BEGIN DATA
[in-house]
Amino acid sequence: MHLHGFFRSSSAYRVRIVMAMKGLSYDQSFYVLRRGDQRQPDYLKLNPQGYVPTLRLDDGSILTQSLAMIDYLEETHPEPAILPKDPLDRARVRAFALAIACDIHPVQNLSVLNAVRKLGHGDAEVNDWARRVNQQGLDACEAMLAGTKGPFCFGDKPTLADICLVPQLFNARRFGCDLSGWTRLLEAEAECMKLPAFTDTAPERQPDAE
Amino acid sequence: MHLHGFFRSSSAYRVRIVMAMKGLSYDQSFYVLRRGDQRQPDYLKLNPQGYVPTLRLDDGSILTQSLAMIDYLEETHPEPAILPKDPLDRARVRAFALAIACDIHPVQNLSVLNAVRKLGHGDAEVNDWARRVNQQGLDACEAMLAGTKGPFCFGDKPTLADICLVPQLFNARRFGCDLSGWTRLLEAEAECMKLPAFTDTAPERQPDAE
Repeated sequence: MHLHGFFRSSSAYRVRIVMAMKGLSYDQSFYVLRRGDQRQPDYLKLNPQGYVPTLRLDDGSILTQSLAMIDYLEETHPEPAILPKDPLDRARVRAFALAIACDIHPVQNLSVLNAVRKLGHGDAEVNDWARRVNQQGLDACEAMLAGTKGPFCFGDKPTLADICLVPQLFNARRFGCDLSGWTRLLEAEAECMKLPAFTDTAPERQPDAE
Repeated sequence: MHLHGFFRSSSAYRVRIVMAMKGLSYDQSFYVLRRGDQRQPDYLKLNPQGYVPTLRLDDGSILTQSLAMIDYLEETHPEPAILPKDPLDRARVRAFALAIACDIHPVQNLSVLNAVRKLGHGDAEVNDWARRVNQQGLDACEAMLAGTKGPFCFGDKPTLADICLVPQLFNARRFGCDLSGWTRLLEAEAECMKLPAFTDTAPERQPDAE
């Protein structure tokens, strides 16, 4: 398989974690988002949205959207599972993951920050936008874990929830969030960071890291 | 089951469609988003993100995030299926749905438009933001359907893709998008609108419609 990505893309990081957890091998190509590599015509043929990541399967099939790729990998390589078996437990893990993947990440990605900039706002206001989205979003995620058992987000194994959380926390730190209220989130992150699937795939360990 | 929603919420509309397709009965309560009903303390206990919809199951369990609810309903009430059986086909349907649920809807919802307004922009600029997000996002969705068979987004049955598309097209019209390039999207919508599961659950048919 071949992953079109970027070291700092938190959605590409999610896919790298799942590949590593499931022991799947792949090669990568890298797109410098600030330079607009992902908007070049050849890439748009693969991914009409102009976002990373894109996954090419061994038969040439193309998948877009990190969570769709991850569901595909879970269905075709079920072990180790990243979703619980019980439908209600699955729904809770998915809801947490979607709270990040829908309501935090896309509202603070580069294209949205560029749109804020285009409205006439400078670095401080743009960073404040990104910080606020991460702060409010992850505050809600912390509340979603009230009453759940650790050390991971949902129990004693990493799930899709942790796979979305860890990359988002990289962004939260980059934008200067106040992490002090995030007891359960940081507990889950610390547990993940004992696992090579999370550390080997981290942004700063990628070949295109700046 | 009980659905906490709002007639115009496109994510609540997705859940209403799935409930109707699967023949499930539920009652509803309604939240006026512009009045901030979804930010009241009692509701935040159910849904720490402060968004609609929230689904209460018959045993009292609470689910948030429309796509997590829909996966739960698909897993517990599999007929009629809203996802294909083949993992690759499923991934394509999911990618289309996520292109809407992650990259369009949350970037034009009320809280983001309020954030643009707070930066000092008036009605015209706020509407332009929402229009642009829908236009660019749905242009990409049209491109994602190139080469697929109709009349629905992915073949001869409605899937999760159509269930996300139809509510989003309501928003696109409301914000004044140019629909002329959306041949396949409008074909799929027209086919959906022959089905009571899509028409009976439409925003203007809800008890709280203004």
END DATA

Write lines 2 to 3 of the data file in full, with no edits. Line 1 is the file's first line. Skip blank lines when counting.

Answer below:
Amino acid sequence: MHLHGFFRSSSAYRVRIVMAMKGLSYDQSFYVLRRGDQRQPDYLKLNPQGYVPTLRLDDGSILTQSLAMIDYLEETHPEPAILPKDPLDRARVRAFALAIACDIHPVQNLSVLNAVRKLGHGDAEVNDWARRVNQQGLDACEAMLAGTKGPFCFGDKPTLADICLVPQLFNARRFGCDLSGWTRLLEAEAECMKLPAFTDTAPERQPDAE
Amino acid sequence: MHLHGFFRSSSAYRVRIVMAMKGLSYDQSFYVLRRGDQRQPDYLKLNPQGYVPTLRLDDGSILTQSLAMIDYLEETHPEPAILPKDPLDRARVRAFALAIACDIHPVQNLSVLNAVRKLGHGDAEVNDWARRVNQQGLDACEAMLAGTKGPFCFGDKPTLADICLVPQLFNARRFGCDLSGWTRLLEAEAECMKLPAFTDTAPERQPDAE